Inlays and onlays are examples of what we call an “indirect” restoration i.e made outside the mouth and then glued in, as opposed to a filling that is placed directly in the mouth.
There are a number of advantages because they are “laboratory made” and are a very effective way to restore your tooth, particularly if a large amount of tooth has been lost.
An inlay as the name suggests sits inside the tooth as opposed to an onlay that sits on top of a tooth replacing some or all of its biting surface – this is quite similar to a partial coverage crown.
They are both generally used in posterior teeth, that is your premolars and molars.
Why would I need an Inlay/Onlay?
Inlays and onlays are used instead of fillings or crowns for numerous reasons, such as:
- To restore a large cavity and weakened tooth due to dental caries, failed fillings or a cracked tooth
- Instead of a filling such as composite
- Instead of a crown, as inlays/onlays are less invasive and require less tooth preparation
- To avoid root canal, post and crown in case insufficient tooth is present
- In deep cavities that go under the gum level to ensure a good marginal seal.
What types of Inlay/Onlay are available?
- Porcelain (of which there are different subtypes)
Most inlays are now made of porcelain, as the desire for more natural looking teeth increases and the ability to bond these restorations to your tooth improves.
How long do Inlays/Onlays last?
Inlays and onlays are regarded as a long term solution for restoring your teeth. In general they would be expected to last a similar number of years to crowns (around 10-15 years) and considerably longer than conventional fillings – provided you have good oral hygiene.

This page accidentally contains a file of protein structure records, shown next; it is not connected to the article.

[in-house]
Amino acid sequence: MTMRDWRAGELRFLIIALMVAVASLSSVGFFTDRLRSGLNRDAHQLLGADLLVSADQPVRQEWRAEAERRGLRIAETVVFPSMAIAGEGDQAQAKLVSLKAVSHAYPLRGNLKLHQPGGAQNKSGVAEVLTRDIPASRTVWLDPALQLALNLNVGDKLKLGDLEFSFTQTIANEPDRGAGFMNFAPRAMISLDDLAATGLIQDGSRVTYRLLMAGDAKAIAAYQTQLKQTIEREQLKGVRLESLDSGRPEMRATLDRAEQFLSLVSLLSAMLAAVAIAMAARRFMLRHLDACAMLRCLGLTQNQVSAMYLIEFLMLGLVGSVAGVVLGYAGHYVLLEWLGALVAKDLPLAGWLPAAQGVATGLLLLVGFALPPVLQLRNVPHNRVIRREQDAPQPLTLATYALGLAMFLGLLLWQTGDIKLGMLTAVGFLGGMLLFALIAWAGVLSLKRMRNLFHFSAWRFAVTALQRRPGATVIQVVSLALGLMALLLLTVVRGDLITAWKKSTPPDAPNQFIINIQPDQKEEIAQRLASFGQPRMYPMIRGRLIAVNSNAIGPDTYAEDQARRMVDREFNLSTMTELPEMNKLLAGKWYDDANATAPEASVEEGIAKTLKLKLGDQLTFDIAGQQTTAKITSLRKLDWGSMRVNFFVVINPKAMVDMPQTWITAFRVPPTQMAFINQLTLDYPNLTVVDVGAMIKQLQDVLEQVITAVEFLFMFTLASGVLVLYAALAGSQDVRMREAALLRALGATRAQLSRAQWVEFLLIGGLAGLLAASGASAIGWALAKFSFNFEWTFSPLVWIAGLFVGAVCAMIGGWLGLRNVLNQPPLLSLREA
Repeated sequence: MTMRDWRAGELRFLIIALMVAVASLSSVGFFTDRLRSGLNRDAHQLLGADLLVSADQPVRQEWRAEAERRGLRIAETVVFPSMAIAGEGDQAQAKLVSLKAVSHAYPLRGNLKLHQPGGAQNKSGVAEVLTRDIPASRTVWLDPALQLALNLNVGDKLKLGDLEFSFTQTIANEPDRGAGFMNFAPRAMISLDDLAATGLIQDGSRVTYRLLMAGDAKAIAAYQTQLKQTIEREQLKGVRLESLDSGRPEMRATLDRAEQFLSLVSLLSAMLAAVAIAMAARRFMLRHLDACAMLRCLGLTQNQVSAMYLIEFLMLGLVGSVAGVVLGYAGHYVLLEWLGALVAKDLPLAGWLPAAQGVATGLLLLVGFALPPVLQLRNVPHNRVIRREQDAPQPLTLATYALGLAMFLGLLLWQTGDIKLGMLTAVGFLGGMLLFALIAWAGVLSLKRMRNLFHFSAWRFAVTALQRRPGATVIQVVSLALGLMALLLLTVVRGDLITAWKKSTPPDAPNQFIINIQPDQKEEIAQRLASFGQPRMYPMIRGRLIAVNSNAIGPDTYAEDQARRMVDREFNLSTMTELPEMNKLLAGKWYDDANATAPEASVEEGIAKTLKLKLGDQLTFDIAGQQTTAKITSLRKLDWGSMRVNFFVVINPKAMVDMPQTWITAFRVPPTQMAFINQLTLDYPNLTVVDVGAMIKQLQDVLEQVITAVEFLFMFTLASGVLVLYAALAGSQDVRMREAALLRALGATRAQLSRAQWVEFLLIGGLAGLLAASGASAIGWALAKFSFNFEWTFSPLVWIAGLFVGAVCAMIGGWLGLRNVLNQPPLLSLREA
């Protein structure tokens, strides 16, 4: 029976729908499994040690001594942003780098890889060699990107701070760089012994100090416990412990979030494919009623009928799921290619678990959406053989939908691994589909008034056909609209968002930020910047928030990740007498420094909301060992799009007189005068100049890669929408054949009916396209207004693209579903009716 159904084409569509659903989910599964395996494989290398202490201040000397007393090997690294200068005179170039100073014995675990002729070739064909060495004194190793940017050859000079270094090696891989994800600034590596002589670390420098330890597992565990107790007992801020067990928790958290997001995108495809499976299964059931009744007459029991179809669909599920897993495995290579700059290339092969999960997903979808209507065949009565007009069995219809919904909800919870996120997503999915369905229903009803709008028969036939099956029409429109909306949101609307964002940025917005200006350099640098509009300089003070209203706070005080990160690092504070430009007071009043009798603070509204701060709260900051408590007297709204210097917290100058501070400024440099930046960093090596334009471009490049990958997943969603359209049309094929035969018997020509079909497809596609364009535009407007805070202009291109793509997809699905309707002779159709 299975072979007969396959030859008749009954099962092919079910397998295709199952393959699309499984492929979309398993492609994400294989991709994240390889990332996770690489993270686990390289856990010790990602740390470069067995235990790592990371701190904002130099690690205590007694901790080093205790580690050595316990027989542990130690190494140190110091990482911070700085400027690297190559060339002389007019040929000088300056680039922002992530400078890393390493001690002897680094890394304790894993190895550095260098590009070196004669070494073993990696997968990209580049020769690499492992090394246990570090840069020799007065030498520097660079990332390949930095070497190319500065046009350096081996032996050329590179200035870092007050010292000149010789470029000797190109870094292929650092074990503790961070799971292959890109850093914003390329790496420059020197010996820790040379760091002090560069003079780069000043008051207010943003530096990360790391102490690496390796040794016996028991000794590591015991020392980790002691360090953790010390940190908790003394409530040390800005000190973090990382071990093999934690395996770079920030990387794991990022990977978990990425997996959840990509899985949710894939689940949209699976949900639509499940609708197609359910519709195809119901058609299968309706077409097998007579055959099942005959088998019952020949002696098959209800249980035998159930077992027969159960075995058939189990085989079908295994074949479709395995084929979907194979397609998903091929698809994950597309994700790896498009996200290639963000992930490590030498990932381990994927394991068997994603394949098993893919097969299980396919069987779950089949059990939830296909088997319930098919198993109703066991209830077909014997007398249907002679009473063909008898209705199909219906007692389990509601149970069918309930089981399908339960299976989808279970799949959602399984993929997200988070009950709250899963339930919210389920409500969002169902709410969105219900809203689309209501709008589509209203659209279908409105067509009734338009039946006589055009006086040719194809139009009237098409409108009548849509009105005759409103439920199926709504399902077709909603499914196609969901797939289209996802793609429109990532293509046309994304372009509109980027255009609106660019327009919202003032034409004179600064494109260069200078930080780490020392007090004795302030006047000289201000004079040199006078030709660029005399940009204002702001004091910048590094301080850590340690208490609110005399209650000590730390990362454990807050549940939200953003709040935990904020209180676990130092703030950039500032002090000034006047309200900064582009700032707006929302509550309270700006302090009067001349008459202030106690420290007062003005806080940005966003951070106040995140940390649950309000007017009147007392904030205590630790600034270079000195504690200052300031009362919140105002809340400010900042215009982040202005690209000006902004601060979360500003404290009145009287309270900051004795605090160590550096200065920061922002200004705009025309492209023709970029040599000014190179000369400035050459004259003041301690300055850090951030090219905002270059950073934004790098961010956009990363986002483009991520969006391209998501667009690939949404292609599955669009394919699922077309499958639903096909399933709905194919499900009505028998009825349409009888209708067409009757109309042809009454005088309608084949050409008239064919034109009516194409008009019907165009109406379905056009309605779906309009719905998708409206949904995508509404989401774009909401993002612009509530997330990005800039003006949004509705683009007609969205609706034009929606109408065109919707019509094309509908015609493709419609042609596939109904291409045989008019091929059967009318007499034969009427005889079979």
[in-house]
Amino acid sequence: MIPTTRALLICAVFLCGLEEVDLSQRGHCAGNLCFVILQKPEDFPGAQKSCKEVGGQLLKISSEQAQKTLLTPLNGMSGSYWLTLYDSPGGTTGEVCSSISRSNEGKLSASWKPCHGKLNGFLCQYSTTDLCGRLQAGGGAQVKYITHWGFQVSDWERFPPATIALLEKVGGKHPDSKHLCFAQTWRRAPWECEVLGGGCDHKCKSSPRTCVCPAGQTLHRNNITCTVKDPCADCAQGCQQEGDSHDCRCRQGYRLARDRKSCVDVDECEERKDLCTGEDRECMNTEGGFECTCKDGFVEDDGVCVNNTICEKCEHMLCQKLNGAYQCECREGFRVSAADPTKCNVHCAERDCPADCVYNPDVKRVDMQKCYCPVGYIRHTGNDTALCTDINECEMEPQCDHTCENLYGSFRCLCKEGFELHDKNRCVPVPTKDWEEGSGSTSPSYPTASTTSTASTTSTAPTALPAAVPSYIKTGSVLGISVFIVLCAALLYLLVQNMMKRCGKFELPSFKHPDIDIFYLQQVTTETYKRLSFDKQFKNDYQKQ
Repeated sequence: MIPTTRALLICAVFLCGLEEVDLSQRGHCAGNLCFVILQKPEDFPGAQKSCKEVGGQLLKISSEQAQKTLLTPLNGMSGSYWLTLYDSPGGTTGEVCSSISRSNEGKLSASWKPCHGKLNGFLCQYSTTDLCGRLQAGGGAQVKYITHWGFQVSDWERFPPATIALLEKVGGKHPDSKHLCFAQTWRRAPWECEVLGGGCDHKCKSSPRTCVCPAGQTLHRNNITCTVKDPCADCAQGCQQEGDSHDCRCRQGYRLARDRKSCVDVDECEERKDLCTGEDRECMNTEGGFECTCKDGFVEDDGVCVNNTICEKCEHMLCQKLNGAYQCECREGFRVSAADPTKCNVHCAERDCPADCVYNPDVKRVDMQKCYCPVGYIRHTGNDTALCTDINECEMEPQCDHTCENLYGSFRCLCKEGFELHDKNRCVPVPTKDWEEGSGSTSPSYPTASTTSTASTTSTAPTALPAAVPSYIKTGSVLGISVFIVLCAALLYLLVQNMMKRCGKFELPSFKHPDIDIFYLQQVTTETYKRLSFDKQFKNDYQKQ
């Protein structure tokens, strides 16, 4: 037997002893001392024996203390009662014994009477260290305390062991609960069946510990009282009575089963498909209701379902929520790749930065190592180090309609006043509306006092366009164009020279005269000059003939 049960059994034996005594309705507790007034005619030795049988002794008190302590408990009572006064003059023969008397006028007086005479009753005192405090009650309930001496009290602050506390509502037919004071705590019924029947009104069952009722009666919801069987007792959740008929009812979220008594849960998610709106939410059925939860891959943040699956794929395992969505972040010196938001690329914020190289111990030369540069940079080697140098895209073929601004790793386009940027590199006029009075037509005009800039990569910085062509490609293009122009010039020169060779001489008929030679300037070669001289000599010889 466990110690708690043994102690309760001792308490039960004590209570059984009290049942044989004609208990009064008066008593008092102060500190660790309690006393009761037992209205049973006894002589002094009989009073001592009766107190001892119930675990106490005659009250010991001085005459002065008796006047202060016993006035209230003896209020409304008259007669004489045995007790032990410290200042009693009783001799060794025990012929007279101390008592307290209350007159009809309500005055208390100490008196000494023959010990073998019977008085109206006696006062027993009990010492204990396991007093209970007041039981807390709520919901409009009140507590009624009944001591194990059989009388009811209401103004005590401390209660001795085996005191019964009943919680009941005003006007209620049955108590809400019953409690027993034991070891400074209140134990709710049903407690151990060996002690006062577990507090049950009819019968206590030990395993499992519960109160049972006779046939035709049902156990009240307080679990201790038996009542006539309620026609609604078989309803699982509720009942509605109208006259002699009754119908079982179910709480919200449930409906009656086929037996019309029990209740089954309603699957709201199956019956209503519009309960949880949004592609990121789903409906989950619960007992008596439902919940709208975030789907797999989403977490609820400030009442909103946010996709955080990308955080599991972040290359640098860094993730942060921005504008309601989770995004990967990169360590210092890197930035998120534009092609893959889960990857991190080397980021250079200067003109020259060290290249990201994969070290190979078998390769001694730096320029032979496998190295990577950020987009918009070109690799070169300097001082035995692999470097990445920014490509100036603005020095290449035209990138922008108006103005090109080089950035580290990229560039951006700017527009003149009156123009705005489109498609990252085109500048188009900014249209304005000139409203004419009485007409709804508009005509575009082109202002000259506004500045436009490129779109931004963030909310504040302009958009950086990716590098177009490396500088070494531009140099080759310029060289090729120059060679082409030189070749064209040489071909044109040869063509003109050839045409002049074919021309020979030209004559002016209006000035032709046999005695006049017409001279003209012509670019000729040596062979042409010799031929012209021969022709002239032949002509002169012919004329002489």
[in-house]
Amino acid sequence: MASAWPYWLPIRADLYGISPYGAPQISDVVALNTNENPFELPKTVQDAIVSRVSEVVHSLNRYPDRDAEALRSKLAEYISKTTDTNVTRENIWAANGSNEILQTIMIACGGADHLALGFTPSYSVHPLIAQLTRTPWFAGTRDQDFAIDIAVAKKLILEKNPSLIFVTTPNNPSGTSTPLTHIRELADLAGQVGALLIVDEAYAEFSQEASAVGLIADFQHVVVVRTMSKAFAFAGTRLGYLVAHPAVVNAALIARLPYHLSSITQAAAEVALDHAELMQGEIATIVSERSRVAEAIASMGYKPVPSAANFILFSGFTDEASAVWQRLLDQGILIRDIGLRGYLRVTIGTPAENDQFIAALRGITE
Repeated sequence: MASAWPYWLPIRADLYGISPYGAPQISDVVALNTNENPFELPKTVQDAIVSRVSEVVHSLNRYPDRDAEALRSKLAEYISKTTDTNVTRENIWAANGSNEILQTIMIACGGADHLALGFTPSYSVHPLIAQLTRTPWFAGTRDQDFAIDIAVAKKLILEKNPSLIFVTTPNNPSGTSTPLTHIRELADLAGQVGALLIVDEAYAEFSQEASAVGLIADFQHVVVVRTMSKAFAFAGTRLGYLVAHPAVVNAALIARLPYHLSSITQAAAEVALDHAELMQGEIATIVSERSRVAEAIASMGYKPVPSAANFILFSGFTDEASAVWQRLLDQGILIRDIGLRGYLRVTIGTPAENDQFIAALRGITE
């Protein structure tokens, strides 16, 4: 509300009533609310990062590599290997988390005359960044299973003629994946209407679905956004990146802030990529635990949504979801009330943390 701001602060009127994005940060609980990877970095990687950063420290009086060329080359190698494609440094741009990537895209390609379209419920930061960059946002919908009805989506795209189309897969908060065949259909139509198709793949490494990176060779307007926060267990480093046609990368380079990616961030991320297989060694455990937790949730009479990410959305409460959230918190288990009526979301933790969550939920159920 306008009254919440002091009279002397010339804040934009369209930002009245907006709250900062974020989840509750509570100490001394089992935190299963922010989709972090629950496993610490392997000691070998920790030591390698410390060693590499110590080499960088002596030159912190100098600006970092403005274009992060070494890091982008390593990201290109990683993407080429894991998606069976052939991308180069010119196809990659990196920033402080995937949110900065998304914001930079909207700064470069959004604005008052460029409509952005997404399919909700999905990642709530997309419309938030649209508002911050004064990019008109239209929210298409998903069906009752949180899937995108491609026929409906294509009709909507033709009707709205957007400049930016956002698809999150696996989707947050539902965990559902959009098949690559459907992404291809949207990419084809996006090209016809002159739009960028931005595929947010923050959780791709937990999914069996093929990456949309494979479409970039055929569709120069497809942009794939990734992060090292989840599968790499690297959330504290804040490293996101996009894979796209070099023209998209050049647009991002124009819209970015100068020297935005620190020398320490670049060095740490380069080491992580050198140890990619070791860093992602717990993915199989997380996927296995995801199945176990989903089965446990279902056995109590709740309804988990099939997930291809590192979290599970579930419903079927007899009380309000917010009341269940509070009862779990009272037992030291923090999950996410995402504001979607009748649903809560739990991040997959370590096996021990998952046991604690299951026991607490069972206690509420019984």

What are the advantages of an inlay/onlay?
- Appearance They have a very attractive and natural appearance, unlike silver amalgam and are much less prone to picking up stain and discolouring than white filling materials. The porcelain cannot only be shaded to mimic the natural tooth but the patterns on the biting surface can be recreated with a little staining added effect.
- Strength They are not as destructive to the remaining tooth as crowns and by preserving much of the natural tooth, they increase the strength of the tooth.
Wear The materials used to make the inlays/onlays are extremely durable and will not wear like fillings, even under the stress of grinding.
- Decay They are less prone to decay at the margins because they are custom fit and they achieve a good seal.
- Durability They are more durable and last longer than fillings.
- Hygiene Because they are custom made for individual teeth, they do not trap plaque in the same way as fillings and can this be easier to keep clean.
- Stability They don’t expand and contract in the same way as filling materials reducing the stresses on the tooth.
During the first visit, the tooth/teeth will be prepared; this involves reshaping the tooth/teeth and removing any decay or reshaping a fractured tooth to allow the inlay/onlay to be placed. Impressions are taken, these will allow the laboratory to construct your inlay/onlay. Your dentist will place a temporary filling to protect your tooth/teeth while your inlay/onlay is being made.
During the second visit, your temporary filling will be removed and the new inlay/onlay will be checked and adjusted if needed. Then the dentist will bond the restoration in your tooth.